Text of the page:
Nico: I can imagine and I take my hat off to you. So I also want to move on to some of your other work but still within this broader theme. I believe it’s your newest book, called Theory of the Image, where you do a philosophy of art or aesthetics that naturally focuses on the mobile aspect of images, which is something I’ve never thought of before. So kind of like my first, earlier question about what does mobility or movement reveal, but more specifically this time, in the case of the image, what avenue or what point of view is opened up to us when we look at the image as a moving image?

Thomas: Yeah so the Theory of the Image book, that research also came out of migration and border stuff. I was already kind of collecting little bits from history toward that book because I started to see some of the same problems, which is that there are two main ways of thinking about aesthetics and what an image is.

One of those is, you could say, is the classical model where if you think of Plato and the Forms, art represents the Forms. So it’s a copy of an original, and that’s what an image is, is it’s supposed to be a duplicate, but the duplicate is always inferior to the original model for Plato and that’s why philosophical knowledge is about the Forms and art and aesthetics are about being in a cave just looking at shadows. When you think about the Great Chain of Being, Being, stasis, and Form are at the top of that, and matter and motion are at the bottom. And that’s certainly what’s going on in Plato.

Then, on the other hand, you have the other major tradition, the Kantian one, which is where the image and sensation are understood hermeneutically, or by what does it mean for humans—“what does art mean? What is the meaning of art? What is the experience of a work of art?”—and that’s more Kant and Dewey. And then you have more social dimensions of that, which are the Frankfurt School and so on, kind of a more social hermeneutics that has to do with what the meaning of a work of art is for society or what it tells us about society. On that one, my problem is that we’re still—in both of these cases, in the Platonic, classical and in the more modern one—we’re not really talking about the image, we’re not really talking about art. What we’re talking about is the Forms which are more important—that’s the real thing that we care about—and then in the case of the human version, we’re interested in what humans think. We’re really studying ourselves more than we’re actually caring about the image itself.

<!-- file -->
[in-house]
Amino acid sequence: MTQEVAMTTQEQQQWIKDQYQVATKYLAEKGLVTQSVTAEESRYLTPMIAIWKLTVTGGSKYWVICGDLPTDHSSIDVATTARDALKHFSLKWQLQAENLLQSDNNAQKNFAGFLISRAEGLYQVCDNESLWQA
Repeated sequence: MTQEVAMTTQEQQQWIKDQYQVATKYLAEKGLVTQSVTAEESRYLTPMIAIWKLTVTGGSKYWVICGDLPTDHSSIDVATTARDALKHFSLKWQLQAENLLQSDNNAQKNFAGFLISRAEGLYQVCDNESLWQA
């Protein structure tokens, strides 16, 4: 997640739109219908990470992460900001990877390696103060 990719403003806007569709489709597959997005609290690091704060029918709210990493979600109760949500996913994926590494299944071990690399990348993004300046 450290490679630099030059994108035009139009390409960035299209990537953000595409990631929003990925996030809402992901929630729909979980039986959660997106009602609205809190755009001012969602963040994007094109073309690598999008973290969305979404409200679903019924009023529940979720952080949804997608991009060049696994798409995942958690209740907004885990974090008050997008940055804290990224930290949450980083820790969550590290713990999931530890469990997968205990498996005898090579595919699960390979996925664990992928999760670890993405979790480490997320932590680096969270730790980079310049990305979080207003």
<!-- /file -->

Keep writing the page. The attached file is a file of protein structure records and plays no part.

So my orientation in Theory of the Image was to do basically what I did for Theory of the Border and Figure of the Migrant which was to sort of flip it upside-down and start with the mobility and movement of the image, track it from a kinetic systems approach, and think about the patterns of motion that the image does. So instead of thinking about what art means, or what it represents, just looking at what it does materially, practically, historically, and then looking at these different regimes and the way in which art and images are shaped and circulated; not how they’re represented or what their meanings are.

So it’s a very different approach to thinking about aesthetics that’s materialist and that is non-anthropocentric. It doesn’t focus on human interpretation of art and that’s mostly what art theory is about. So this is a very weird book to think about if we’re not interested in what humans think art means or what it makes them feel. Not that those are not relevant, it’s just that they’re not the primary focus, those are just a part of it. So human experience is part of a larger circulation, but that larger circulation is what we’re looking at, and humans are just one aspect of that larger process.